The weathered tree stumps, distant pyramidal mountains, and sheer rocky headlands that we see in Resurrection Bay (1918-1939) represent signature elements from several of Kent's early Alaska compositions (1918-1919), including Into the Sun and Otter (not in exhibition). These works have come to symbolize the "pilgrimage of a philosopher in quest of Happiness" [Kent, 1919]. Resurrection Bay possesses the aura of raw energy that we see in Into the Sun, yet with a more polished surface, reminiscent of Otter. These rather contrary effects suggest that Resurrection Bay was composed over an extended period of time.

Eskimo Study, Greenland (ca. 1934) offers a third impression of Kent's diverse oeuvre. This watercolor of a solitary female figure, seated stiffly in traditional costume, lost in a distant gaze, is related to several paintings resulting from Kent's three trips to Greenland (1929-1935). The exaggerated articulation of the figure, however, may indicate that Kent intended to use this image for an advertising commission.

ARTISTS IN THEIR OWN RIGHT

Portrait of Artist's Sister
Abbot H. Thayer, Portrait of Artist's Sister,
c. 1879, o/c with wooden strips, 24 1/8 x 19 3/16.
Artwork in the public domain.
Abbott Thayer (1849-1921), the so-called "father of camouflage" was renowned as a figure painter and naturalist; he was also considered to be an eccentric. His book, Concealing-Coloration in the Animal Kingdom, with artistic contributions by Emma (his wife), Gerald, and Kent, was an effort to promote his theories of camouflage to the U. S. government, unfortunately without success. Thayer's portrait, Woman in White Dress (1910), is believed to depict the model, Alma Wallerman, the year before she married the artist's son. The authorship of the portrait is easily recognizable due to its conveyance of idealized beauty. Thayer's mastery of pigment and his concern for the integrity of the subject were teachings that Kent would apply to his own work.

Auntie Jo (1858-1935) was "a gifted professional watercolorist," as Kent recalled [Kent, undated, unpublished manuscript], whose forte was floral still-lifes and decorated china. Her work was included in the annual exhibitions of the Art Institute of Chicago and Pennsylvania Academy of the Fine Arts. She taught Kent the art of china decoration and together they supplemented the shallow family coffers by selling their wares to their Tarrytown, New York neighbors. Aside from the few works that Kent inherited, little remains of her artistic record. Auntie Jo's legacy was her inspiration to Kent and the professional opportunities she provided him.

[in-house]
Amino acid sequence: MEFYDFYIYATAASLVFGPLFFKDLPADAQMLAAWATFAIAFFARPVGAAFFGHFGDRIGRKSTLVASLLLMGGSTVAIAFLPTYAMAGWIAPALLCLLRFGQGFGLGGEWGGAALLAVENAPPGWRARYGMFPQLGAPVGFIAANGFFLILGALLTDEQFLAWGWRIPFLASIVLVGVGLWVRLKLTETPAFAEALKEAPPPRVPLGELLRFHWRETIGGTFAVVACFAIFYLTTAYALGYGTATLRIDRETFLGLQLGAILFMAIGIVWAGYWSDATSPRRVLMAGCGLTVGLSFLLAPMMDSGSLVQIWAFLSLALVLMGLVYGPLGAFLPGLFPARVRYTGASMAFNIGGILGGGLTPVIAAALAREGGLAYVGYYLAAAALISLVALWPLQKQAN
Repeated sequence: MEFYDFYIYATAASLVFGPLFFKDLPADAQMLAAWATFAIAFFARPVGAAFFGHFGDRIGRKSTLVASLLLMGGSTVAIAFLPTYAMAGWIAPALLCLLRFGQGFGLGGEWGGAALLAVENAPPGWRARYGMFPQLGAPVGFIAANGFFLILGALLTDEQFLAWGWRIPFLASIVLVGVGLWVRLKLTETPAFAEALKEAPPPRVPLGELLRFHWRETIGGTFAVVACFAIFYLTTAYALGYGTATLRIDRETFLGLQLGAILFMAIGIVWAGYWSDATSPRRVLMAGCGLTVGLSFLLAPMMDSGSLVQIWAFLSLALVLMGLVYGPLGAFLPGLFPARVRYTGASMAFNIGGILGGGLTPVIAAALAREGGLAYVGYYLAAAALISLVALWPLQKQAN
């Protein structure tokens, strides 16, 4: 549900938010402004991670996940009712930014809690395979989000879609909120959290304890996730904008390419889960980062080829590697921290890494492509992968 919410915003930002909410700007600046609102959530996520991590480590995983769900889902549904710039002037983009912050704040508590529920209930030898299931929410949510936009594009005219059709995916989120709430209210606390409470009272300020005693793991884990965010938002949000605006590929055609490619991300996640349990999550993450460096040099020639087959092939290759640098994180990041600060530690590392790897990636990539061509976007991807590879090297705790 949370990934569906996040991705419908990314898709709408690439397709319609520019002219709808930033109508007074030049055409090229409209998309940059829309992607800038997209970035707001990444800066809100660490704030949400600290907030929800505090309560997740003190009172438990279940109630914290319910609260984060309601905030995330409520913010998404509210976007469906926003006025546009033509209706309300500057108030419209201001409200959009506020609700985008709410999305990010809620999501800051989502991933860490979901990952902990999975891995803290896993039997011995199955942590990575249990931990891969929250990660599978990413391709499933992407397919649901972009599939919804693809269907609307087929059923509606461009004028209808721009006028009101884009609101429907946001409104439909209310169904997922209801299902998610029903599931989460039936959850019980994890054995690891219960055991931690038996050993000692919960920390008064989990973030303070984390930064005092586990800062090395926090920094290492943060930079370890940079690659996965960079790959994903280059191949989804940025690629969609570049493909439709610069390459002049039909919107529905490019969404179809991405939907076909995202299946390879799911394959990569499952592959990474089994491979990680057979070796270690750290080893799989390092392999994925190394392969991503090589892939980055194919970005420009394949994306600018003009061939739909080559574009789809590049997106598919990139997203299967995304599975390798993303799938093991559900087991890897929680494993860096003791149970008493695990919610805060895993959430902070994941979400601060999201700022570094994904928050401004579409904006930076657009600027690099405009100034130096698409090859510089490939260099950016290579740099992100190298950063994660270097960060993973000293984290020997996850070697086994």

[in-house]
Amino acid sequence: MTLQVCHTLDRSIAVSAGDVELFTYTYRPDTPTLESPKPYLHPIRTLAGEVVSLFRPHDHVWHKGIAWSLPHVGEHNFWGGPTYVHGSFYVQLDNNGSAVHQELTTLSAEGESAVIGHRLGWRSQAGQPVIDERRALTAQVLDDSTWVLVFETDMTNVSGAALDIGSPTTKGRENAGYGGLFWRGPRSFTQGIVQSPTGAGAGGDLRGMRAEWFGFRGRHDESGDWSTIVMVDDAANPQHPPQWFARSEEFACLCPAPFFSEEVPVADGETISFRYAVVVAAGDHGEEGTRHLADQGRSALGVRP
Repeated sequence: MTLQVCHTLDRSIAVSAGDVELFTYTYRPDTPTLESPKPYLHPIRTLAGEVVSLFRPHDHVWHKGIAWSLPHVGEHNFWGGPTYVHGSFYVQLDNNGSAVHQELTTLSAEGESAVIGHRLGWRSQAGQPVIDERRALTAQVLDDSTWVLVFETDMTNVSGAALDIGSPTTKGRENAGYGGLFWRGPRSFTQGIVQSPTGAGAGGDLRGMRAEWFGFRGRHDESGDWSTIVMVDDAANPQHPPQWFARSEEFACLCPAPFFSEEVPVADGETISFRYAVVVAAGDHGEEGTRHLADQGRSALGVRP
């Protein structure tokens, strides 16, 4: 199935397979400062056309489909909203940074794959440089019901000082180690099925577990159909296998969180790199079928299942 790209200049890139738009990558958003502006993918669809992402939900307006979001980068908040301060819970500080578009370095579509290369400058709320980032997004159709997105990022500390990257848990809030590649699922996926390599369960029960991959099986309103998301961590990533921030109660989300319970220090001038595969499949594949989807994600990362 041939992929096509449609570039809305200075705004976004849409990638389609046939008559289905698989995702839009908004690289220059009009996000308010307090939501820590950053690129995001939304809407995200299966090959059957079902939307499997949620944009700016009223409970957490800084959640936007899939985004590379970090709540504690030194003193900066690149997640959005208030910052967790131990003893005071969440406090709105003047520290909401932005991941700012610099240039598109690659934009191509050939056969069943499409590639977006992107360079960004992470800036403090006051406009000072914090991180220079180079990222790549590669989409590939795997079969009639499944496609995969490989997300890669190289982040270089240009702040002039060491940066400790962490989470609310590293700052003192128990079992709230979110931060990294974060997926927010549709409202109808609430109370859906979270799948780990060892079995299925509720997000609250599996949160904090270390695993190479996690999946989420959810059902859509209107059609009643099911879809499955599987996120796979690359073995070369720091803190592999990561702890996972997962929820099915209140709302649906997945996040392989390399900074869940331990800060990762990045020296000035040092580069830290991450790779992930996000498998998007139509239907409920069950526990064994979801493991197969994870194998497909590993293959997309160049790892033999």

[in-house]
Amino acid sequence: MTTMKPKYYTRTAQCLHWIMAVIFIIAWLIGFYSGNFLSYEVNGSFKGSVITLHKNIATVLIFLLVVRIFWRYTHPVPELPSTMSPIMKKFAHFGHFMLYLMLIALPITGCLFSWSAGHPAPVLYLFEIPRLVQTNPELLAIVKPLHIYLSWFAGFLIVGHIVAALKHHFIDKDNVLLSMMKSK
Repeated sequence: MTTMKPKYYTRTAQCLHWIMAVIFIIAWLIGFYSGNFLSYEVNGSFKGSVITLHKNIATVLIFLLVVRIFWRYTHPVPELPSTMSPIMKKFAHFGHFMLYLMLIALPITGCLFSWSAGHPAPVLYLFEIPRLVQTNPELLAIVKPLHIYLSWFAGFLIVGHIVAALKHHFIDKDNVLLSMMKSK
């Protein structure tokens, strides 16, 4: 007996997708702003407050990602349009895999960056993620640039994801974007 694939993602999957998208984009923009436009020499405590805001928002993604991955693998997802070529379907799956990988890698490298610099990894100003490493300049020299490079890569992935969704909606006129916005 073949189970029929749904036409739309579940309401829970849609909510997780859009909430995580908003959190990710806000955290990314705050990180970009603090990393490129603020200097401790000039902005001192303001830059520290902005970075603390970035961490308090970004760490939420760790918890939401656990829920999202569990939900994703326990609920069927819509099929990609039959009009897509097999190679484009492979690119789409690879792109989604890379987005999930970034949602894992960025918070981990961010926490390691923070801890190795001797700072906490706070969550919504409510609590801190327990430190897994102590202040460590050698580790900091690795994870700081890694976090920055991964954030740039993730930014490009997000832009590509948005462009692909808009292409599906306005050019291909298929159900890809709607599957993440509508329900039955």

Harrison Lake
Cleveland Salter Rockwell, Harrison Lake, 1893, o/c, 12 x 20.  Artwork in the public domain.
There is no current evidence to suggest that Cleveland Rockwell (1837-1907) was as influential on Kent's career as his Auntie Jo or Abbott Thayer. Kent was certainly aware of Rockwell's work with the U. S. Coast Survey and related artistic accomplishments, as confirmed by his preservation of an ink drawing entitled, The Sugar Loaf, Hudson River (not in this exhibit). Kent may not have known, however, that his great uncle preceded him to South America, western Canada, and Alaska. Rockwell's oil on canvas, Mt. Shasta from Strawberry Valley (ca. 1879), rendered in the Hudson River School style, typical of the period, captures the untrampled wilderness that Kent frequently sought. Its panoramic view and grandiose treatment of California's Mt. Shasta resembles the landscapes of Albert Bierstadt, though on a much smaller scale.

Unlike Kent, whose extended stays on Monhegan Island, Maine were limited to two distinct periods, his cousin, Alice Kent Stoddard Pearson (ca. 1885-1976), returned to the island throughout her life. Kent maintained contact with Stoddard Pearson primarily through family channels and by chance mutual stays on Monhegan. While crossing paths it is likely that the two became aware of each other's artistic accomplishments. In Stoddard Pearson's unfinished view of Monhegan village and neighboring Manana Island (ca. 1942), she conveyed a familiarity with Monhegan's atmosphere and unique physical characteristics that are also portrayed in Kent's paintings.